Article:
Q3 2021 brought two new DDoS attack vectors, potentially posing a serious threat, including for major web resources. A team of researchers from the University of Maryland and the University of Colorado Boulder found a way to spoof the victim’s IP address over TCP. To date, amplification attacks have mostly been carried out using the UDP protocol, since it does not require connection establishment procedures and allows IP spoofing. In contrast, the TCP protocol implements a three-way handshake in which the client and the server establish a connection and confirm they are ready to exchange traffic. If the victim receives a response from the server to a request they did not send, they simply discard this response.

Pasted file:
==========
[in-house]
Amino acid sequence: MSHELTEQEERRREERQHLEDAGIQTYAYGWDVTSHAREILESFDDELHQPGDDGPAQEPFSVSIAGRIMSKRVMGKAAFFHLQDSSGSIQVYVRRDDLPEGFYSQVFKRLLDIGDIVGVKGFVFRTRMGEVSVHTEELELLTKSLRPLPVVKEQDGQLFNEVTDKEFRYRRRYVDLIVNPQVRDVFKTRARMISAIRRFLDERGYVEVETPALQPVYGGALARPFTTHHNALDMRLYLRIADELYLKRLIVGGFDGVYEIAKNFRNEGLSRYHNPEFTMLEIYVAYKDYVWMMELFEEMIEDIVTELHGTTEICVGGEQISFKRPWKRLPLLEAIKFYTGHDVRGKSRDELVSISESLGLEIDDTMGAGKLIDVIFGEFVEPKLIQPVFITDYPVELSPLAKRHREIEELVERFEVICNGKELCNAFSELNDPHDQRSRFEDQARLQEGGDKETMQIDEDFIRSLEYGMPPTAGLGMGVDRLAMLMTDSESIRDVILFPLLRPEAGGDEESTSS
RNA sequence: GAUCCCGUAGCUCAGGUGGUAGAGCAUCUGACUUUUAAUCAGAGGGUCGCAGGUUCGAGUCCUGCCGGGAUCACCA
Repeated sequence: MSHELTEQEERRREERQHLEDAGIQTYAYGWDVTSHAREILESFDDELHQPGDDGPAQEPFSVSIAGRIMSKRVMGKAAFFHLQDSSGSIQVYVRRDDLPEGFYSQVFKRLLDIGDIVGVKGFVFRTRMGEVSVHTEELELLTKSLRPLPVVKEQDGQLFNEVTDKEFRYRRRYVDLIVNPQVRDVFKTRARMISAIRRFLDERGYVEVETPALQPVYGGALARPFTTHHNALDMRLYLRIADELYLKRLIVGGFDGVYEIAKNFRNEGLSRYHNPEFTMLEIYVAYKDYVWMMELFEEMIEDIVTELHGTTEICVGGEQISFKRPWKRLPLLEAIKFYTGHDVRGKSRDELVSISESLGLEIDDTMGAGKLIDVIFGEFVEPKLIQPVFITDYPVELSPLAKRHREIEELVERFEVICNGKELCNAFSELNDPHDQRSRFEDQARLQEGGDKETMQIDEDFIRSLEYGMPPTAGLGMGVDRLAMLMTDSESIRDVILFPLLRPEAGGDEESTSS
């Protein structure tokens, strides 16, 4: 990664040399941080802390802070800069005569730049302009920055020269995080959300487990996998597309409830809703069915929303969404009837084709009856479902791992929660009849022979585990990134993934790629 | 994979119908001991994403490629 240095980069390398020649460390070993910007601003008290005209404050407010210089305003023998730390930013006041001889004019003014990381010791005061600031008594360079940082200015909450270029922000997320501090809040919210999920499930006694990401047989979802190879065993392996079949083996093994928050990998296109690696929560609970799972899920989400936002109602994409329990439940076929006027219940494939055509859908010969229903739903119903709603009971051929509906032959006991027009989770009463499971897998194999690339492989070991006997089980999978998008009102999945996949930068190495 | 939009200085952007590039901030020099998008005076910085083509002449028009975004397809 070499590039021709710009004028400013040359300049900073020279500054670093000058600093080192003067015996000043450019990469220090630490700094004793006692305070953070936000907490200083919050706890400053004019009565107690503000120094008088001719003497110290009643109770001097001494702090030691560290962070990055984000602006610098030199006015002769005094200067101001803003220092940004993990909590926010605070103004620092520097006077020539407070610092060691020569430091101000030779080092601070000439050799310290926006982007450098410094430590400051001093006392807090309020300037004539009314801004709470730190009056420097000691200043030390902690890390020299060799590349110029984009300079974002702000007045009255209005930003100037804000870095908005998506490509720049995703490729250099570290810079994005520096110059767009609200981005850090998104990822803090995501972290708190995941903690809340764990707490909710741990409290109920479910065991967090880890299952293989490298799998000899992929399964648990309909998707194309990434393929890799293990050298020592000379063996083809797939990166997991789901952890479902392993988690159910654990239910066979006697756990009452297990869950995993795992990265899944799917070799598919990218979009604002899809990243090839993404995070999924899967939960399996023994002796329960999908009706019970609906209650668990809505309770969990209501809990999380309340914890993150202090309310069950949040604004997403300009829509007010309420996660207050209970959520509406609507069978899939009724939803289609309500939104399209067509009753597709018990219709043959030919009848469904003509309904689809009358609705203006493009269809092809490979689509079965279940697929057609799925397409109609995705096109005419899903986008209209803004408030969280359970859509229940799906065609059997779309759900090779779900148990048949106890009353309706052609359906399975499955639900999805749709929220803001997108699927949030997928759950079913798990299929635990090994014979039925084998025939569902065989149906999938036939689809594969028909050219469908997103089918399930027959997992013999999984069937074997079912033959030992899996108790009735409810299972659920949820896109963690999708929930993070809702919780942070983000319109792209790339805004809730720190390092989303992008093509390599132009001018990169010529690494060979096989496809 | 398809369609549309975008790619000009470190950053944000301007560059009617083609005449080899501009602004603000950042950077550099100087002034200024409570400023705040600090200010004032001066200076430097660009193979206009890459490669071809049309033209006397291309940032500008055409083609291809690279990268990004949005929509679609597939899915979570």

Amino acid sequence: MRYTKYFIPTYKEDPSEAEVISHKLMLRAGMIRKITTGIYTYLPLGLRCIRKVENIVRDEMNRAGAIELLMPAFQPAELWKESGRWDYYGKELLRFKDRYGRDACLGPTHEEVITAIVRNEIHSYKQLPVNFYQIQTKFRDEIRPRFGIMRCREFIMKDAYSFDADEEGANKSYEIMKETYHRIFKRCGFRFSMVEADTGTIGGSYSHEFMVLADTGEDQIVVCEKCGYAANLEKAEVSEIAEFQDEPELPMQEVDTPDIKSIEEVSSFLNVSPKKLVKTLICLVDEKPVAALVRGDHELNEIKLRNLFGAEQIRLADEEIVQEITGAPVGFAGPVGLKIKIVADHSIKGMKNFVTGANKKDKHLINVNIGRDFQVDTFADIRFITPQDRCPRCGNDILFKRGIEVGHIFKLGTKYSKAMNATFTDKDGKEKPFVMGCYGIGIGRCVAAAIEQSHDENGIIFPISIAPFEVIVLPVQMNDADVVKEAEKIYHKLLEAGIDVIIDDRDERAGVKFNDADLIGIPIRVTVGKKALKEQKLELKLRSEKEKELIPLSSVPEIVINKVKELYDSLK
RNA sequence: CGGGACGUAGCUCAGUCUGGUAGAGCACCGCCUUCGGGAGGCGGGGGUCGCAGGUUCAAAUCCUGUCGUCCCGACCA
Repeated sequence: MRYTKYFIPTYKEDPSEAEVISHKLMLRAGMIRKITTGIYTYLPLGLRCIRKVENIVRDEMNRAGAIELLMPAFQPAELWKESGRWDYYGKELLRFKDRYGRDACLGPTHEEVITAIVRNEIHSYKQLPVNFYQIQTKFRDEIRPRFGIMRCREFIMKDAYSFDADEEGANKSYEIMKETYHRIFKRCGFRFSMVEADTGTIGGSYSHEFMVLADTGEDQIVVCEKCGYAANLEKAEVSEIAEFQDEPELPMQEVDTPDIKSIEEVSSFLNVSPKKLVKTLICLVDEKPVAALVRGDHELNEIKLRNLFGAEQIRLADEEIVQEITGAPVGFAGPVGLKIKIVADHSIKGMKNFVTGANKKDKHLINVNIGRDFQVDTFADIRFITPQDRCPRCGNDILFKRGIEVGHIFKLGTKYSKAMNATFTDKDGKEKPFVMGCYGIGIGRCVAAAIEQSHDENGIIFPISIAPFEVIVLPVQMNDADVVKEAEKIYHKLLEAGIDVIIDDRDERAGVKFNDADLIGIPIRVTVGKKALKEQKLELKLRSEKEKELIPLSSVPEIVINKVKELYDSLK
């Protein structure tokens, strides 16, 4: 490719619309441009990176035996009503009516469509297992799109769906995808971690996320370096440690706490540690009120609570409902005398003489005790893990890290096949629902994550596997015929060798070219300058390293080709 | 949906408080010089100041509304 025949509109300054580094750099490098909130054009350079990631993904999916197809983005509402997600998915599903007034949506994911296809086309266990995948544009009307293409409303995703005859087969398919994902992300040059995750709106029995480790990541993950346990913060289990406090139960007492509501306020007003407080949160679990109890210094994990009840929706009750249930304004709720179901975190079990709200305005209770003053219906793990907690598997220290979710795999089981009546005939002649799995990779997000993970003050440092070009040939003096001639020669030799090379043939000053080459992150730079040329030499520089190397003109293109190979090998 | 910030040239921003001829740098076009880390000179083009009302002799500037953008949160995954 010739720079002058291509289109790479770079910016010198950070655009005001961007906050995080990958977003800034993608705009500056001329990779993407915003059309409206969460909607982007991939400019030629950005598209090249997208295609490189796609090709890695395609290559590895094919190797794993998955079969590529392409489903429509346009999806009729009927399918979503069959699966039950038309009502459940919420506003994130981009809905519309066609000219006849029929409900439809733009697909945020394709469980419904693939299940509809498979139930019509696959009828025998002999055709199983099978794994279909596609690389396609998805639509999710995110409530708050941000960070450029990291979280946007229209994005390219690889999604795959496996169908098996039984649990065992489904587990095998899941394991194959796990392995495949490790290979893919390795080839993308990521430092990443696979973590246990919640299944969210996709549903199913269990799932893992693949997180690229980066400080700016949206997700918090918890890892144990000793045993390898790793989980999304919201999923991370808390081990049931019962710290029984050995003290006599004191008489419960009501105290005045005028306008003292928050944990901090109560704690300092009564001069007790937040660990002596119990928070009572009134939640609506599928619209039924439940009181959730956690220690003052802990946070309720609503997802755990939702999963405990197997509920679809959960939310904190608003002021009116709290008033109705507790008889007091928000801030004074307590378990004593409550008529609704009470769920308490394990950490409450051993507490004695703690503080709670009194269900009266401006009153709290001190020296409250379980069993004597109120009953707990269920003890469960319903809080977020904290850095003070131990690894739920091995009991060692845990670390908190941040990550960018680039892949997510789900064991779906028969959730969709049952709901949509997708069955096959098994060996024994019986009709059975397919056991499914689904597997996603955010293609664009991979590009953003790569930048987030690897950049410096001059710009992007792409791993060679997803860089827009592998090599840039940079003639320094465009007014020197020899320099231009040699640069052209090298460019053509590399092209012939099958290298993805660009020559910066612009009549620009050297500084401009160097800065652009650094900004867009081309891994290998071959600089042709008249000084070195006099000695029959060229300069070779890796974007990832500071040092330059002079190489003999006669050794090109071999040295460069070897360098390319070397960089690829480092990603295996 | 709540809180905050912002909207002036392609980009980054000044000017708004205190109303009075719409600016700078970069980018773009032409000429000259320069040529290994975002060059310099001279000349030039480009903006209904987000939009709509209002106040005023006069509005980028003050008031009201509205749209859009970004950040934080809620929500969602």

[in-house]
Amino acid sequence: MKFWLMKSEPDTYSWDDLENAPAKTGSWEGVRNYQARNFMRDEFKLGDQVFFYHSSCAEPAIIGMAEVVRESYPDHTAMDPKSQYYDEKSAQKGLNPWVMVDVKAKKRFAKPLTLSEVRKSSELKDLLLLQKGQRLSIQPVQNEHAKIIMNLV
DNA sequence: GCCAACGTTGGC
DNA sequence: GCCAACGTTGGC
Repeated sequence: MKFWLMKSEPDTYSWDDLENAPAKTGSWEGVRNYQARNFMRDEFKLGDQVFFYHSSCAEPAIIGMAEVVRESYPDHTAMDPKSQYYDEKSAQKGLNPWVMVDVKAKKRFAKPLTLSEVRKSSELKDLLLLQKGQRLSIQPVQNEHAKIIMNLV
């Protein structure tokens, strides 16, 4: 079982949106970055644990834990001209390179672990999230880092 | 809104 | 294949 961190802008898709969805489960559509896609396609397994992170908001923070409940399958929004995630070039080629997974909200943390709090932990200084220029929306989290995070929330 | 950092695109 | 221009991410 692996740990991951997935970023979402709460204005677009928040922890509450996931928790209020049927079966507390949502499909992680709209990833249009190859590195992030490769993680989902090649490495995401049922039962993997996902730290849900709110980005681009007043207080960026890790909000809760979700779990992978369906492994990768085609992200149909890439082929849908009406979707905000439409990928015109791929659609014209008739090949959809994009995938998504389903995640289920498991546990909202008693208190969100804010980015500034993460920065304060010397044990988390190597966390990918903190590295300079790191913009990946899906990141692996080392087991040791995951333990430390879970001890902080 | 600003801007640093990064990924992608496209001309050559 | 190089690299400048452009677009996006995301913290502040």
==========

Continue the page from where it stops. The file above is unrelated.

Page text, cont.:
The new attack, as described by the researchers, targets security devices located between the client and the server (so-called middleboxes) — firewalls, load balancers, network address translators (NAT), deep packet inspection (DPI) tools and others. Many of them can interfere with a TCP connection, for example, by blocking a connection to a banned resource, and they often react to packets received from one of the parties without seeing the full picture or monitoring the validity of the TCP session.